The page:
“My professors were appalled. They would say, ‘You’re bright enough to do a PhD in mathematics, why would you lower yourself to computer science? You’ll never find a job with a computer science degree,’” she said. “But I saw computer science at the time as being a new field, wide open for new people, lots of things that hadn’t been thought of yet — and more room to be creative.”
She hasn’t stopped creating since becoming the first woman to receive a PhD in computer science from the University of Virginia. In 1979, she received an invitation from WVU to help launch a computer science PhD program. Among her many achievements, she laid the foundation for the University’s software engineering master’s program, developed narrative-based computer games and created technology to assist students with visual impairments to learn math.
She became adviser for the Game Developers Club and, along with other computer science professors at the University, she created game development courses that have helped several students become game developers.
And then there’s her latest project. Van Scoy — who is also a writer — thought while at a conference in 2008: What if she could transmit what she saw and heard in her imagination directly to text and video files?
COMPUTER SCIENCE ASSOCIATE PROFESSOR FRANCES VAN SCOY IS WEARING AN EMOTIV EEG HEADSET THAT SHE AND HER STUDENTS HAVE USED TO DEVELOP PROTOTYPE PIZZA-ORDERING SOFTWARE.
The results? The software correctly understood anchovies and mushrooms every time, but ground beef and Italian sausage were matched incorrectly more than 50 percent of the time. But Van Scoy saw the identification failure as an indicator that the program was recognizing meaningful brain signals because ground beef and Italian sausage are similar.
In a speech she gave in 2013 on her acceptance into the Lane Department of Computer Science and Electrical Engineering Academy of Distinguished Alumni, she talked about one day being able to make a stronger link between thoughts and computers.
“The problem? I’m estimating it’ll take 20 more years for the technology to get to that point,” she told the audience. “And that means I get to push my anticipated retirement date back a few years.”
Alumna Ysabel Bombardiere sees it in the girls’ eyes: They are comfortable asking questions, they feel encouraged and there’s a sense of sisterhood.
“My daughter is a middle school girl … and there’s a huge need for those educated in computer science,” said Bombardiere, BS ’00, Industrial Engineering. “Girls my daughter’s age begin to lose interest in engineering and math, and I wanted to help do something.”
ALUMNA YSABEL BOMBARDIERE, AN ENIGNEER, LEADS THE GIRLS WHO CODE CLUB AT THE KANAWHA COUNTY WVU EXTENSION OFFICE BECAUSE SHE WANTS GIRLS TO BE A BLE TO CONSIDER CAREERS IN TECHNOLOGY.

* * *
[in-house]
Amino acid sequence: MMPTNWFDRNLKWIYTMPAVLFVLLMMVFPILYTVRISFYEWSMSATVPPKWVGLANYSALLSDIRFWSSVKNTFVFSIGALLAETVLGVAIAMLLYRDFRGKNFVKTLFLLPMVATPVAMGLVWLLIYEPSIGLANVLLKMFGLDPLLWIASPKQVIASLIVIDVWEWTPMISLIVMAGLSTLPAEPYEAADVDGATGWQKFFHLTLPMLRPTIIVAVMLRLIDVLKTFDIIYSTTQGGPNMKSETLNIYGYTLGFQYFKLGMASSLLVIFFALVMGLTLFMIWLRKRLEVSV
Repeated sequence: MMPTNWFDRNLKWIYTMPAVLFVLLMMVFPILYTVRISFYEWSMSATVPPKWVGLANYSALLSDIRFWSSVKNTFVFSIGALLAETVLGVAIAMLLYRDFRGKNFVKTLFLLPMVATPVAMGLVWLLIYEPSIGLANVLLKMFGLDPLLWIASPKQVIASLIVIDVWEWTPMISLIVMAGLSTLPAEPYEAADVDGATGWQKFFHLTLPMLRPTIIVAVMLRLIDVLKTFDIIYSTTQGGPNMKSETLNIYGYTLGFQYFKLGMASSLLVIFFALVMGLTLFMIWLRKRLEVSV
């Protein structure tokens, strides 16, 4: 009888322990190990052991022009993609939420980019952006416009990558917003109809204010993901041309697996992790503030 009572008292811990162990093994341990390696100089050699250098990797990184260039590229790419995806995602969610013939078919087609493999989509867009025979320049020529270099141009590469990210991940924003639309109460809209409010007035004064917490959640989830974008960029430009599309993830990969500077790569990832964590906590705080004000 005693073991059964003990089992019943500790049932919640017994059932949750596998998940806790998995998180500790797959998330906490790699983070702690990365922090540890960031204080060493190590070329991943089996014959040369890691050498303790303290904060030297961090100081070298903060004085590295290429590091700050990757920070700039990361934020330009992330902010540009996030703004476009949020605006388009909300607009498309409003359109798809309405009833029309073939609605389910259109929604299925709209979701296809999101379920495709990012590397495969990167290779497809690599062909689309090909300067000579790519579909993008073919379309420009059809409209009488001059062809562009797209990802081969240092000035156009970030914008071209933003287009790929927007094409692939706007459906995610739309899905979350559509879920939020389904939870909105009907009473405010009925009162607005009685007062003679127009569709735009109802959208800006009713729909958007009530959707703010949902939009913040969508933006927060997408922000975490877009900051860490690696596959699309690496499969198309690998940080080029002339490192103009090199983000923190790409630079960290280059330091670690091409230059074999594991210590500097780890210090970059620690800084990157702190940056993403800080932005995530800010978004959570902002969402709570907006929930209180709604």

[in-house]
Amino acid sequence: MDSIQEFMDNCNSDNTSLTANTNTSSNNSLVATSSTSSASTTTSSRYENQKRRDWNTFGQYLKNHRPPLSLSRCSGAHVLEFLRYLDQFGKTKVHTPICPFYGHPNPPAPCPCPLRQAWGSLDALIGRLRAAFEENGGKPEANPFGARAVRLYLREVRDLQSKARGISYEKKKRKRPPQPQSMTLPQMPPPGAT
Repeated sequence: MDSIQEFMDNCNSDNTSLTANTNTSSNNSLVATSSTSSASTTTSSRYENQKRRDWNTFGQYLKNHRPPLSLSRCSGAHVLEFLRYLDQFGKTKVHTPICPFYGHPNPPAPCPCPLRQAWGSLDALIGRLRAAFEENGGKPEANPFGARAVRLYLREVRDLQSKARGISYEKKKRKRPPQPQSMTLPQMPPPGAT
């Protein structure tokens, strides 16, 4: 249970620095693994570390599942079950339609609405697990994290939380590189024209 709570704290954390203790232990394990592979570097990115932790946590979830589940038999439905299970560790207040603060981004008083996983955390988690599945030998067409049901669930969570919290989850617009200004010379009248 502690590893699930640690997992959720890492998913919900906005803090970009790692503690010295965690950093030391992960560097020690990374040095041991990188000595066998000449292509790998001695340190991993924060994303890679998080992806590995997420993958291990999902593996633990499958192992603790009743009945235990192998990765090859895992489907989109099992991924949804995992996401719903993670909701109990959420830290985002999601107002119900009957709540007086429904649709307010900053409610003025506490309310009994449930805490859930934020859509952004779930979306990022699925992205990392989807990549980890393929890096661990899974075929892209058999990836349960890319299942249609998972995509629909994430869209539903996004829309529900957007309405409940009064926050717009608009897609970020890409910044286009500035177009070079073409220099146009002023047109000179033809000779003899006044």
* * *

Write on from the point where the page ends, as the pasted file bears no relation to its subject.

“They’re tech savvy and very ambitious. They want to do amazing things, so we let them decide what project they want to pursue and we give them the tools to get there,” she said.
Bombardiere has helped to create other chapters in the Charleston area, and plans for more are in the works. If you’d like to open a chapter in your area, visit girlswhocode.com.
“Being in this club is like a secret super power,” Bombardiere said. “They might not talk about it, but it gives them a lot of confidence and lets them know they can do whatever they want.”
Kelly Doyle is that Wikipedian. Her job is to show how women have fit into our history and encourage women to have an equal representation on Wikipedia. In other words, women have been doing incredible things since the beginning of time — but if no one documents it, how do we know that it happened?
KELLY DOYLE IS THE FIRST WIKIPEDIAN-IN-RESIDENCE FOR GENDER EQUITY, A ROLE WHERE SHE INCREASES THE NUMBER OF WIKIPEDIA ARTICLES RELATED TO WOMEN FROM WEST VIRGINIA. BEHIND HER IS THE WIKIPEDIA ENTRY FOR KATHERINE JOHNSON OF THE MOVIE “HIDDEN FIGURES.”
“Less than 10 percent of people who edit Wikipedia are women, and only 16 percent of biographies are about women. So, if it’s only men who are writing about other men, we’re missing half our history — and if it doesn’t exist on Wikipedia, it might not exist anywhere.”
To help change that, Doyle has hosted edit-a-thons where students learn to edit Wikipedia and offered service credit for those who can help fill those gaps in every industry and every field.
On her watch, students have created more than 50 articles on Wikipedia related to women from West Virginia. And another 100 existing articles on women from the state have been edited and improved.
“My knowledge is that the gaps are comprehensive and across every industry,” Doyle said. “There are notable women missing, and if we can help fill in a piece of that story, we’re helping to more accurately portray information and sending a clear message that women contribute significantly — even if they haven’t been credited.
“And, that sends a clear message — that women have been a huge part of history, and they will continue to be.”